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NatureConservancy

The Nature Conservancy

Mississippi River

In 2011, The Nature Conservancy and the U.S. Army Corps of Engineers formed America’s Watershed Initiative (AWI) and brought together more than 400 business, government and science organizations to seek solutions for the challenges facing the Mississippi River.

Who's Making the Grade? The Nature Conservancy Offers a Report Card on the Mississippi River Watershed

For the first time ever, detailed information about the 31-state Mississippi River Watershed, or America’s Watershed, has been compiled, analyzed and graded in a "Report Card” released October 14, 2015. The Report Card measures six broad goals — water supply; transportation; flood control and risk reduction; the economy; recreation; and ecosystem health — all important to healthy rivers and healthy communities.

America’s Watershed provides drinking water for millions of people, recreation, wildlife habitat, natural infrastructure to cleanse water and help reduce the risk of flooding for communities, and it serves as an economic engine for America. But pollution, aging man-made infrastructure, more extreme weather events, etc. threaten all of this.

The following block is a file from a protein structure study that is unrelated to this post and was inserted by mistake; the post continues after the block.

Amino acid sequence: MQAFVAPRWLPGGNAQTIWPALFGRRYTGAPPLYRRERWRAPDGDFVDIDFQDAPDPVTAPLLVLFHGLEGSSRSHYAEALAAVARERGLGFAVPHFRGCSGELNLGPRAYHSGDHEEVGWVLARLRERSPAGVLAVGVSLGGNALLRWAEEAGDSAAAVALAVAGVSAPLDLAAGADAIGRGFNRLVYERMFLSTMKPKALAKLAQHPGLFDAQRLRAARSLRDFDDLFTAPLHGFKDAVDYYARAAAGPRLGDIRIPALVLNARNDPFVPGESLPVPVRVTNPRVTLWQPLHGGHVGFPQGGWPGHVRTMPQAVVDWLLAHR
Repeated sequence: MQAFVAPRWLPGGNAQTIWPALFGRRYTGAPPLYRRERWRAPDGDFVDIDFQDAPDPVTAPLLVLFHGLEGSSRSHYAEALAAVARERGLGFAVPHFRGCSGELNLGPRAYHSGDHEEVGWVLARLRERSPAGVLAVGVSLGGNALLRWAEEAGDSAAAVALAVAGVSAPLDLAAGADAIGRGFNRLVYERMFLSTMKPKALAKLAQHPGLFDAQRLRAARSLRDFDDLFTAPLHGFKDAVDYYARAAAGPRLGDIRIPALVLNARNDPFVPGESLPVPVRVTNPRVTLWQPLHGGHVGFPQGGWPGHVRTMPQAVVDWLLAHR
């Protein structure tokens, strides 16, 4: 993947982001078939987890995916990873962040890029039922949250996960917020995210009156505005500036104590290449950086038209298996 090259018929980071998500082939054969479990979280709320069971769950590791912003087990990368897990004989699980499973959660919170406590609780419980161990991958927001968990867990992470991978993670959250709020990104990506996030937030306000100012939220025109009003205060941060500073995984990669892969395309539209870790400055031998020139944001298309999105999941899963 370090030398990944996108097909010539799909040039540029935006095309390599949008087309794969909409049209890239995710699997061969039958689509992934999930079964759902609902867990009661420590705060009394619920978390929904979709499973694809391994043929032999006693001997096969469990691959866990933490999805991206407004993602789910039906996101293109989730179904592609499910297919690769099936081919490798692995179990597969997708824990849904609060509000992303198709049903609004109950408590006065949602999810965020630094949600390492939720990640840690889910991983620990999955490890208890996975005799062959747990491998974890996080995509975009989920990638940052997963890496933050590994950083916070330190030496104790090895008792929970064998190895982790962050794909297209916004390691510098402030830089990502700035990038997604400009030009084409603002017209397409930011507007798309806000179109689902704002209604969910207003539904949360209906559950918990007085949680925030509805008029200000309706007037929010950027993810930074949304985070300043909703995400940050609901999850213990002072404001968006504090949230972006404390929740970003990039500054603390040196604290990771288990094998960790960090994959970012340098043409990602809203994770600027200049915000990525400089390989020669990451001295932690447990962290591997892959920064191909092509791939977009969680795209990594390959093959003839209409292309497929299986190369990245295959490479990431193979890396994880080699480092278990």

Since 2010, The McKnight Foundation has supported The Nature Conservancy ’s efforts to achieve cross-boundary and interagency coordination in the Mississippi River Basin to improve water quality and resilience. In 2011, The Nature Conservancy and the U.S. Army Corps of Engineers formed America’s Watershed Initiative (AWI) and brought together more than 400 business, government and science organizations to seek solutions for the challenges facing the Mississippi River and the 250-plus rivers that flow into it, an unprecedented collaboration in size and scope. AWI encourages a transparent, integrated, and collaborative approach to managing America’s Watershed.

Beginning in 2012, AWI engaged with 700 stakeholders and experts from across this vast watershed to develop and produce the Report Card, which also provides assessments for five major sub-basins—the Upper Mississippi, Lower Mississippi, Ohio, Tennessee, Arkansas, Red and Missouri Rivers.

With an overall average of D+ for the six main goals, the Report Card reveals many opportunities to raise the grade for America’s Watershed. It can track progress in achieving objectives and provide a roadmap for collaborative actions. Over the next year, the Report Card results will be communicated throughout the watershed and used to continue building a shared voice to improve the future of the Mississippi River Watershed.


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